Laura Odden Quaintance

When I think of singing, I think of the impact it has had on my life, from my first memories until this very day.  In high school, we had a course called “Lifetime Sports.” It introduced us to a number of activities that we could be a part of long after high school.  Have we ever considered that singing can somewhat fit in that category, too? A lifetime of singing? How many of us choose to make it a part of our lives as long as we can?

I have the honor of directing a community choir as part of my workload. The ironic part of this role is, I believe I learn more from these community members than they do from me (though many of them kindly disagree). Their rich histories of music, unique stories through life, diverse career paths, and ages that vary from mid twenties to eighties creates for a sundry ensemble. However, one thing continues to connect us all: singing. We cherish our rehearsals and the time we have to learn from one another. I feel an immense honor preparing for these rehearsals, dare I say even more than I do with my other ensembles. I direct them differently, and realize that these rehearsals are cherished times for all of us. I am also always finding ways to connect my college ensembles with these singers; to learn from them. To sing with them. To enhance their educational experience through these adults who may have seen the world just a little longer than they have. When I knew I was writing this article, I asked some of my singers why they chose to sing as an adult. Here are some of their answers:

“I continue singing because it is what I do. It’s my form of meditation and relaxation.”

“Life without music? Soulless. All arts have always been a part of my life, even in childhood. Art encourages community cohesion, it reduces isolation, increases self-awareness, encourages us to gather as a society.”

“I love to sing and be a part of a choral group. I like the challenge of choral works. I also like sharing the joy of music. I like keeping my vocal range and vocal chords “tuned up” too!”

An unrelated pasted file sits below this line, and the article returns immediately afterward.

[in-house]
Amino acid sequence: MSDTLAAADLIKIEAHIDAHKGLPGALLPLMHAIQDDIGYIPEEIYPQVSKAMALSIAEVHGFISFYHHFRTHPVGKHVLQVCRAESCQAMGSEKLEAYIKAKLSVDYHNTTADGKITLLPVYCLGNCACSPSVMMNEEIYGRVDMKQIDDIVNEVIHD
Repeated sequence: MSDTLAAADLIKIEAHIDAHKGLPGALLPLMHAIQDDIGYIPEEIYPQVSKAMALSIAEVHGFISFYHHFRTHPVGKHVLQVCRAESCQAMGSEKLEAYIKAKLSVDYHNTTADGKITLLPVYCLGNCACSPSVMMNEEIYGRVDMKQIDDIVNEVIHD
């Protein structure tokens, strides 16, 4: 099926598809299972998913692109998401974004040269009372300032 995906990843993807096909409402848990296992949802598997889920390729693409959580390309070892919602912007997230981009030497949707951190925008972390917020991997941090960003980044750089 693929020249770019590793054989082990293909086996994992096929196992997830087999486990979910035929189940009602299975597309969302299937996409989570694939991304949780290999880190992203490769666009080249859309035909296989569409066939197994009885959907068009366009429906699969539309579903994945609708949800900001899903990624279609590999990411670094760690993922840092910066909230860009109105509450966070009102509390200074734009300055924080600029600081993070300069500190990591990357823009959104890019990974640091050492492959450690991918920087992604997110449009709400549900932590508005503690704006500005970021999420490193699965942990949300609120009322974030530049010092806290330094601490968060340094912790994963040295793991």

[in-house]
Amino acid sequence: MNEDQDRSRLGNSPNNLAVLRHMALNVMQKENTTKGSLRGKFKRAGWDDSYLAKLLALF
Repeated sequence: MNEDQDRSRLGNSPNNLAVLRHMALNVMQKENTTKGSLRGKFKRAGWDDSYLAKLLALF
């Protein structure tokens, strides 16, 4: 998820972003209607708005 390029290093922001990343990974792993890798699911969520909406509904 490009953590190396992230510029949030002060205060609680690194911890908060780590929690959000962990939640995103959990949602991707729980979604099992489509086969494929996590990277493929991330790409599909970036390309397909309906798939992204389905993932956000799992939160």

“I have been a musician all my life and a vocal music teacher so singing is in my blood. Singing in a CHOIR is simply the best, partly because I love harmony. I’m an alto and wouldn’t trade it for the melody any day.”

“When I was in college I was part of elite choirs and I loved it! It is a wonderful outlet to continue to challenge my brain and to keep it “sharp.“ Plus, I have met some amazing friends who also love to sing!”

“Art, and in particular music, is an emotional catalyst. It insists that I engage my emotions. It is catharsis. It requires discipline and dedication and rewards that discipline and dedication. It helps me move my life in a positive direction.”

Do you know an adult whose life could be enriched by singing? Encourage them to look for ensembles around them. We can all be advocates for life-long singing.  Not sure if there is an ensemble near you? Musical Minnesota’s website links you to ensembles in the Greater Minnesota Area. It is a great tool for someone looking for an ensemble to join. I’ve shared the link at the end of this article. Check it out.

Some of my new singers are intimidated to begin singing again, but not one of them has regretted their choice. They realize how much it enhances their life. In this sometimes chaotic world, we owe it to ourselves to do things that bring us joy. Singing can be just that for many people. Are you still singing? If not, I encourage you to. It’s good for the soul.

So You Want to Sing for a Lifetime: A Guide for Performers: Smith, Brenda: 9781538104002

Everyday Voice Care: The Lifestyle Guide for Singers and Talkers: Cazden, Joanna: 9781458443182:

Musical Minnesota: Mapping the Community Music Ensembles in the state of Minnesota